"The 'real' world into which the Duke has entered by his 'own' free will is international café society, that glittering, gilded bubble floating above the stormy seas of history...The Duke lives a rather different life. An hour or so with one of those American businessmen he admires, following tips on the market, looking over the quotations in stocks and bonds, and he has nothing to trouble about for the day, or the next month or so, until another empty hour obtrudes itself in the almost ceaseless round of pleasure like a hole in time waiting to be plugged by something, anything."
This CLICK MAGAZINE article concerns the diplomatic posting to Nassau, Bahamas that was the lot of the Duke of Windsor shortly after the outbreak of World War Two. The Duke and Duchess had gleefully met Adolf Hitler some two years earlier and, following that error, were overheard on a few occasions making defeatist statements concerning the British war effort. Wishing to keep him in a spot where he could do no damage yet still be monitored, the British Foreign Office granted him the title of "Royal Governor" and posted him to Nassau. Illustrated by four seldom-seen color photographs that, no doubt, the two were simply delighted to pose for, the interview makes clear just how bored the Windsors were on that hot, sticky island paradise, where they remained until 1945.
During the years the Duke of Windsor has been slandered up hill and down dale by all sorts of cliques and all manner of men; he has been called a cad, a shirker, a traitor, a Nazi, a snob a half-wit. Yet all his detractors can agree on one well-deserved sobriquet: dandy. No matter how you slice it, the man was well-turned out; and while he was busy tending to those matters that would render him deserving of such insults, he always did it as a fop, a beau, a buck or a swell. For as deep as his flaws may have been, he well understood tailoring and fabrics, stripes and plaids, cuffs and collars. His fashion admirers are born anew with each generation and he, more than any other man in the past century, created the definition of the well-dressed man. The following article pertains to his "youthful air" and fashion innovations.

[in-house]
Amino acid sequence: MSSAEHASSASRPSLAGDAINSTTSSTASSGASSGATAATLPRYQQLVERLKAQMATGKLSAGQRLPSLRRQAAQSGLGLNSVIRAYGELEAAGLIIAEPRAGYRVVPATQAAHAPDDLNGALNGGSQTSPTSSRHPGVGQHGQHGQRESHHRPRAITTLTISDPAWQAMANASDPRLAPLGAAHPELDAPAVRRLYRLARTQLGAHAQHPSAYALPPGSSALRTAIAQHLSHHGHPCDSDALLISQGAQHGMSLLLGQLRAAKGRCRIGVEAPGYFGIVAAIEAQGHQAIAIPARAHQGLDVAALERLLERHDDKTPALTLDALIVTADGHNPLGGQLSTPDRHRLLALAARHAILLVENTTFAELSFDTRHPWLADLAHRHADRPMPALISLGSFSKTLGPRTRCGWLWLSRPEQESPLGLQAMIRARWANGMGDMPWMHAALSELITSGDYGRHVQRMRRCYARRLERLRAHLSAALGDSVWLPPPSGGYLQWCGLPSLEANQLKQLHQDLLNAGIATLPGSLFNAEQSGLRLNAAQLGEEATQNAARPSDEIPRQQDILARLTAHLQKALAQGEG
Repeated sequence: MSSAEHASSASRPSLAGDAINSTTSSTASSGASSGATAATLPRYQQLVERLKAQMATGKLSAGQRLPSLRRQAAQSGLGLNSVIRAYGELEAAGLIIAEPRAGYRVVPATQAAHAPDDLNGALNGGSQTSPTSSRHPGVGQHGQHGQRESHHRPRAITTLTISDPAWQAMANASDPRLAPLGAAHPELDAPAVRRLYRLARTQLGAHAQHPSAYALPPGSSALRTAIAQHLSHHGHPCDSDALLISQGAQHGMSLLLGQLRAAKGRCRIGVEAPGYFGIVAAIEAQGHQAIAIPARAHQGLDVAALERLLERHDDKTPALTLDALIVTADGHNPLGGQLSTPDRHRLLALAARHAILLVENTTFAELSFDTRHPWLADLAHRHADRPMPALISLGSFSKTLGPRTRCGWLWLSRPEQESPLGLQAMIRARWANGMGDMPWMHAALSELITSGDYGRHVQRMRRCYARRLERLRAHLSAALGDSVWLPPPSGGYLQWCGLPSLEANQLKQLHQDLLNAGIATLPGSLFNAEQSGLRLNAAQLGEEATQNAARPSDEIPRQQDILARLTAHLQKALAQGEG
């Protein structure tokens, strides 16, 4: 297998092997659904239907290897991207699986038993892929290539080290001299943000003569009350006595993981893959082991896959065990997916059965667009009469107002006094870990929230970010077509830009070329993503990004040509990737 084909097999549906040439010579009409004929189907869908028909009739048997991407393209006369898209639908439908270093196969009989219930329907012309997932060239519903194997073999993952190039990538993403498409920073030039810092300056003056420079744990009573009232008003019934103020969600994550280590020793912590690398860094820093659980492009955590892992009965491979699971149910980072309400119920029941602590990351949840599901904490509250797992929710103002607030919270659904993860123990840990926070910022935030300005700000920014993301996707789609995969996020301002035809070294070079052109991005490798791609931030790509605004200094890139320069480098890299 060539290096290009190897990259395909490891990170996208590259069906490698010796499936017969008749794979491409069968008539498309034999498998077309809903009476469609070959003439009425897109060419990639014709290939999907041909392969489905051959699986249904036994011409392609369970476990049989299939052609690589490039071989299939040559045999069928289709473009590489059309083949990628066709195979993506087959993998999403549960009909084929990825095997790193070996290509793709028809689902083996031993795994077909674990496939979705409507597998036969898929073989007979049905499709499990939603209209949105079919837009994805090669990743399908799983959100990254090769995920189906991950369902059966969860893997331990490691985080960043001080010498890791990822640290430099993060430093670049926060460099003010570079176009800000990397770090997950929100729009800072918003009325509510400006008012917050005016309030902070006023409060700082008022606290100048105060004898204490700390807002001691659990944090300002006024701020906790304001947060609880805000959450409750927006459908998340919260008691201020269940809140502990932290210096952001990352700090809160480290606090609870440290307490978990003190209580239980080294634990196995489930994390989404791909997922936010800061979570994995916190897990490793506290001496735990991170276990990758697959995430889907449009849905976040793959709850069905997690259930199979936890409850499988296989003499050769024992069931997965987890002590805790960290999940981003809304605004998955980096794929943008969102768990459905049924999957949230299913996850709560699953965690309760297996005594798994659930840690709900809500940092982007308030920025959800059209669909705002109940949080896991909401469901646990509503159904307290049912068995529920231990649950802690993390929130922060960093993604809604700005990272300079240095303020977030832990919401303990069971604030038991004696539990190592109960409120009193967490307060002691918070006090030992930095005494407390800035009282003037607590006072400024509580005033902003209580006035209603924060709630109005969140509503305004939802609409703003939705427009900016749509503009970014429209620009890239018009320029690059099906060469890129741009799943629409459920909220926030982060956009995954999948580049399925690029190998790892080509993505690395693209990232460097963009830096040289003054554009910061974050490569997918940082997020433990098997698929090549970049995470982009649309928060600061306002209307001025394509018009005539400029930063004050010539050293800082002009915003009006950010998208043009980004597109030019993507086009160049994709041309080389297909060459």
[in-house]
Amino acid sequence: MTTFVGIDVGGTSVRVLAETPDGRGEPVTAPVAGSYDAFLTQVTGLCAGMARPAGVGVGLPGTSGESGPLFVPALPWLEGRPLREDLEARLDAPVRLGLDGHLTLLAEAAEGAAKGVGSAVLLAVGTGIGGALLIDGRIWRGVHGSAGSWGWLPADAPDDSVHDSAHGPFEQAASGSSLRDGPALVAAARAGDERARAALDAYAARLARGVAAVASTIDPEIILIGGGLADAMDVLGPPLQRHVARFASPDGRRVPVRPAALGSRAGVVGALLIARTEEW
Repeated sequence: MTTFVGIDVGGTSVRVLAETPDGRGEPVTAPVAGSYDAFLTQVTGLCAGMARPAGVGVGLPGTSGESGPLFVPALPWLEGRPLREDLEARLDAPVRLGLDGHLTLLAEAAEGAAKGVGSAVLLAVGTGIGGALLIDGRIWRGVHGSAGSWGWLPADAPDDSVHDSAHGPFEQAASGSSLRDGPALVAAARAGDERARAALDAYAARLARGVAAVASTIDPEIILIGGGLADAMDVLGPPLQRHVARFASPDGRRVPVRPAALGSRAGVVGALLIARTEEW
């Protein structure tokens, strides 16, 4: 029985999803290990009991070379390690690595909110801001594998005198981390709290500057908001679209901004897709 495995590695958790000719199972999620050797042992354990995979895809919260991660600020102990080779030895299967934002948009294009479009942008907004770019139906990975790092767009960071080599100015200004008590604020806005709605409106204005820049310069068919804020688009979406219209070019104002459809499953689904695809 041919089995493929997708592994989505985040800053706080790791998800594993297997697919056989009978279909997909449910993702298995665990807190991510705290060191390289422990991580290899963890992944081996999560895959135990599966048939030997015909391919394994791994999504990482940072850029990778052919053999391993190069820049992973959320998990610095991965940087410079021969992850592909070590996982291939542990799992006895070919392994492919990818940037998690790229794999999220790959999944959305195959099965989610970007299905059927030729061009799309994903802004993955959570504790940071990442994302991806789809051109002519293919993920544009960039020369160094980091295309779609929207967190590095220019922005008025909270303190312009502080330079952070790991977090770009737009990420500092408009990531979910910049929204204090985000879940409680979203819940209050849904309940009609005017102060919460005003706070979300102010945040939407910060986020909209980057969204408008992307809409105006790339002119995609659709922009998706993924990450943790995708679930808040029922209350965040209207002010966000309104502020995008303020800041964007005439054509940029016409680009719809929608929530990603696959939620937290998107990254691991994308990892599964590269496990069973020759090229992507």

Click here to see the Summer suits other men wore during the Summer of 1932.
Attached is an unflattering essay by biographer Iles Brody, who beautifully captured the Duchess of Windsor and her unending pursuit of the chic. Obsessed with self-image, this column lists the fashion houses and boutiques that were most favored by Wallis Simpson.
Despite her wealth, the Duchess loved a good bargain.
An interesting article that reported on the the successful filing of Mrs. Simpson's second divorce (a photo of the document is attached) with a few words mentioned regarding the stigma of divorce within court circles and how ruthlessly she was treated by the American press corps:
"Nobody mentioned the King. For that matter, no British newspaper mentioned that Mrs. Simpson was his friend." "But minutes before the Baltimore belle slipped out of Ipswich Assizes with her second divorce in her pocket, a million conversations were being launched around the world with the phrase:"
Once the cat was out of the bag and the whole world had learned of the whirlwind romance between the King of England and the twice-divorced American social-climber Wallis Simpson (1896 - 1986), one of the favorite social pastimes soon involved musing aloud as to whether British laws would permit him to marry such a woman. Constitutionally, the King cannot marry a Roman Catholic, which she was (although this journalist erroneously stated that she wasn't); recognizing he couldn't get around this law, he abdicated.
This article can be printed.
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